(b) Parallel direct Darwinian evolution. This means approximately
synchronous changes in more than one component, so that modification to other components always occurs before the total modification to any one component has become significant. For example, in the evolution of the eye of Nautilus, and of the vertebrate eye if this passed through a Nautilus-like stage (Land & Fernald, 1992), it would be necessary for the evolution of the retina to be approximately synchronous with that of the pinhole eye. The retina is accessible via smallsteps from a single photosensitive cell, with increments of photosensitivity, and the pinhole eye is likewise accessible from a minor concavity, with incremental advantages initially in physical protection and then in focusing (Nilsson & Pelger, 1994). However, neither component would function without the other, and, furthermore, the retina would be exposed to damage if not enclosed.
Parallel direct Darwinian evolution can generate irreducibly complex
structures, but not irreducibly complex structures of functionally indivisible components (Fig. 1), and this is the valid conclusion to draw from Behe's thesis. As with serial direct Darwinian evolution, single steps in any of the parallel routes may be functionally either divisible or indivisible. Most complex supramolecular biological structures have primarily this type of accessibility by Darwinian evolution, with examples being bat echolocation, spiders' web construction, honeybee waggle dances, and insect mimicry by orchids (Dawkins, 1986, 1995). Some complex (but not irreducibly complex) molecular systems, such as the globin proteins (Ptitsyn, 1999; Satoh, 1999), could also have evolved in this manner.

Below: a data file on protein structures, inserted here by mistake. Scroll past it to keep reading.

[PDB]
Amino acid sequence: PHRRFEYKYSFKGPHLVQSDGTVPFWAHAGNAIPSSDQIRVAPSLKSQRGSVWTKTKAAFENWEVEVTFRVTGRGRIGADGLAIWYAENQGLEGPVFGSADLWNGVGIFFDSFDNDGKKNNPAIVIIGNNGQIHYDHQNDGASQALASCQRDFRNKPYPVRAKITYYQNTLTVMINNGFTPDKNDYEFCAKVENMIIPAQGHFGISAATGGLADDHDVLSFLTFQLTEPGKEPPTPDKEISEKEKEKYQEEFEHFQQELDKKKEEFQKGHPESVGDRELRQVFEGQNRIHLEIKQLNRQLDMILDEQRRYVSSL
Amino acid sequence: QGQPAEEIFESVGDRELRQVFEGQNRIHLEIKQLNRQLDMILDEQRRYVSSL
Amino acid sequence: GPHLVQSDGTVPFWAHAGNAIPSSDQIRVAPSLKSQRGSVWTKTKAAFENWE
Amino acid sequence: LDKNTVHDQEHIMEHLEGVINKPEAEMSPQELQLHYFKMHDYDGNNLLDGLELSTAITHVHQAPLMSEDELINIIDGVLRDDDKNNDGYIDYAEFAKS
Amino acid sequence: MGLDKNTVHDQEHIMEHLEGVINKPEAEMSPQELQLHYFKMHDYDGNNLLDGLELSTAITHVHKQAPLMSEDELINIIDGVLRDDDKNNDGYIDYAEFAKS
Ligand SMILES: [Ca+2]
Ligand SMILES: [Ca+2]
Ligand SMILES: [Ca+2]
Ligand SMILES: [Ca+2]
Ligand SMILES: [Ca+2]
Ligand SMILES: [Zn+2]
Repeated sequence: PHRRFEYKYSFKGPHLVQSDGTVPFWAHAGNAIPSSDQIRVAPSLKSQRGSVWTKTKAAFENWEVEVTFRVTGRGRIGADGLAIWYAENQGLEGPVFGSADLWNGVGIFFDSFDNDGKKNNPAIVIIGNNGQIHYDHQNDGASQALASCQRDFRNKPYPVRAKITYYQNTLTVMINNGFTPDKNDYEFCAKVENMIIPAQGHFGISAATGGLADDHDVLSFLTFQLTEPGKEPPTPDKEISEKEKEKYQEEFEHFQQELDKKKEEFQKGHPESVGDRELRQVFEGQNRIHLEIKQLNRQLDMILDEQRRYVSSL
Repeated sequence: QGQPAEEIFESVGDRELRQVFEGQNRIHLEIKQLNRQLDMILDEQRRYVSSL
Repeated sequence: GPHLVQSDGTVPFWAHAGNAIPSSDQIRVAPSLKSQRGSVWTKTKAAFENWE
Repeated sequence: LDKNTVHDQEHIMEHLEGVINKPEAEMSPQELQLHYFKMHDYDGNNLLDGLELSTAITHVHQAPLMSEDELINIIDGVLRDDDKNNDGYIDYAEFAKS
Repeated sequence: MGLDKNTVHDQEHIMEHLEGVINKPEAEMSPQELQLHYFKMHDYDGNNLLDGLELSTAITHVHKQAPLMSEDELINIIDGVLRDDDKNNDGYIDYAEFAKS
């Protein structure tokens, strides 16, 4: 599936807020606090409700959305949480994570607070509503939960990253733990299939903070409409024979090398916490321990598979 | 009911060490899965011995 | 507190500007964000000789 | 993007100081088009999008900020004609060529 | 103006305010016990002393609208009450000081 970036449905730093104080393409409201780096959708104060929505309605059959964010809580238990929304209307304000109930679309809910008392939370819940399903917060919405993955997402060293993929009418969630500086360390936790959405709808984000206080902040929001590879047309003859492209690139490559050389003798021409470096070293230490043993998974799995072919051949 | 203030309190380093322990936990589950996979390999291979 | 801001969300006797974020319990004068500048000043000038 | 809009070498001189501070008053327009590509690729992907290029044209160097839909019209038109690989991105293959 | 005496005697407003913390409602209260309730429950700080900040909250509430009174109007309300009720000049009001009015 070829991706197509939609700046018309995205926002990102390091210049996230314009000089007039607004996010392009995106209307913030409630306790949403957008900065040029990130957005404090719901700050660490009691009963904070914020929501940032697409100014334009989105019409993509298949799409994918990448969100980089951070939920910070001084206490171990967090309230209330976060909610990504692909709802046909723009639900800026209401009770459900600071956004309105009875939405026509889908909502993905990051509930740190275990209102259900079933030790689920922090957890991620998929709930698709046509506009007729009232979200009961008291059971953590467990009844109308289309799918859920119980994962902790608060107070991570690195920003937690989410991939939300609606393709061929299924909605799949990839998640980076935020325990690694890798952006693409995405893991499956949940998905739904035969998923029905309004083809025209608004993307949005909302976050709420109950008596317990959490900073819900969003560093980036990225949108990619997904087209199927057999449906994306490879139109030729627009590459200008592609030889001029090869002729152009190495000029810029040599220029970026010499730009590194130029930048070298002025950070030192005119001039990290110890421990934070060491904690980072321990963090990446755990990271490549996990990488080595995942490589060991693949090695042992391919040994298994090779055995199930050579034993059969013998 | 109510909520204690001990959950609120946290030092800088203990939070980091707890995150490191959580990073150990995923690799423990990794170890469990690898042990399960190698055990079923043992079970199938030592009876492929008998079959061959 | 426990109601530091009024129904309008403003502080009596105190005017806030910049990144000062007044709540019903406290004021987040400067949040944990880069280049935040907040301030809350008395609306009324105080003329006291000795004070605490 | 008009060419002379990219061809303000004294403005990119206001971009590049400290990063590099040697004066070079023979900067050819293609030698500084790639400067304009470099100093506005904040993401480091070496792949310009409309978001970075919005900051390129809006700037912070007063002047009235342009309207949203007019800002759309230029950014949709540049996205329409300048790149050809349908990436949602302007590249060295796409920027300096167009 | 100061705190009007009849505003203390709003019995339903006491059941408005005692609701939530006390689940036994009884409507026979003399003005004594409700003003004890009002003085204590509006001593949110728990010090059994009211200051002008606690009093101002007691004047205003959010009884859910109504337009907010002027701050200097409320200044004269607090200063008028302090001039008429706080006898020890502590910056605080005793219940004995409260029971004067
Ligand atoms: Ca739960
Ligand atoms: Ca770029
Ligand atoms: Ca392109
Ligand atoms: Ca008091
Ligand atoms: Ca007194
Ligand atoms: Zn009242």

(c) Elimination of functional redundancy. For example, it is difficult to hypothesise a direct route by Darwinian evolution from mammalian to reptilian jaws, as they consist of different pairs of bones. However, the fossil intermediates Morganucodon and Kuehneotherium had both quadrate-articular and dentary-squamosal articulation. The following postulated evolutionary sequence from reptilian to mammalian jaws, for which there is considerable fossil evidence, involves selective advantage at each step (Kermack & Kermack, 1984):
(i) A tympanum evolved on a ventrally directed process of the lower jaw.
Species without this structure, such as pelicosaurs, were only able to hear ground-carried sound, whereas those with it, such as Thrinaxodon, were also able to hear airborne sound.